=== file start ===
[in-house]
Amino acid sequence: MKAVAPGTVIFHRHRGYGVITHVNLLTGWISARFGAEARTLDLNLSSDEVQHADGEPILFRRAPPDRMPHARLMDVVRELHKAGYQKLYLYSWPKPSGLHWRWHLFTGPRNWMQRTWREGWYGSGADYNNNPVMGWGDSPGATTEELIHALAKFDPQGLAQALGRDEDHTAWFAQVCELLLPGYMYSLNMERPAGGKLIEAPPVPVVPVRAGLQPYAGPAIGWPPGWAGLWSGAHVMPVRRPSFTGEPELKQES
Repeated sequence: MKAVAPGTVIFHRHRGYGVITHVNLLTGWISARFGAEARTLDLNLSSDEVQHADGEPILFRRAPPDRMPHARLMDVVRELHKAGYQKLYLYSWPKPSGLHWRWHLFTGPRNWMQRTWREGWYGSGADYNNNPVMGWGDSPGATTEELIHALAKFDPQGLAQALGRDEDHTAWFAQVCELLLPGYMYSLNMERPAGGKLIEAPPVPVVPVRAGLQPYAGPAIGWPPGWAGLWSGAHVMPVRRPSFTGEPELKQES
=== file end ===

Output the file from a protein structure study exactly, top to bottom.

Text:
[in-house]
Amino acid sequence: MKAVAPGTVIFHRHRGYGVITHVNLLTGWISARFGAEARTLDLNLSSDEVQHADGEPILFRRAPPDRMPHARLMDVVRELHKAGYQKLYLYSWPKPSGLHWRWHLFTGPRNWMQRTWREGWYGSGADYNNNPVMGWGDSPGATTEELIHALAKFDPQGLAQALGRDEDHTAWFAQVCELLLPGYMYSLNMERPAGGKLIEAPPVPVVPVRAGLQPYAGPAIGWPPGWAGLWSGAHVMPVRRPSFTGEPELKQES
Repeated sequence: MKAVAPGTVIFHRHRGYGVITHVNLLTGWISARFGAEARTLDLNLSSDEVQHADGEPILFRRAPPDRMPHARLMDVVRELHKAGYQKLYLYSWPKPSGLHWRWHLFTGPRNWMQRTWREGWYGSGADYNNNPVMGWGDSPGATTEELIHALAKFDPQGLAQALGRDEDHTAWFAQVCELLLPGYMYSLNMERPAGGKLIEAPPVPVVPVRAGLQPYAGPAIGWPPGWAGLWSGAHVMPVRRPSFTGEPELKQES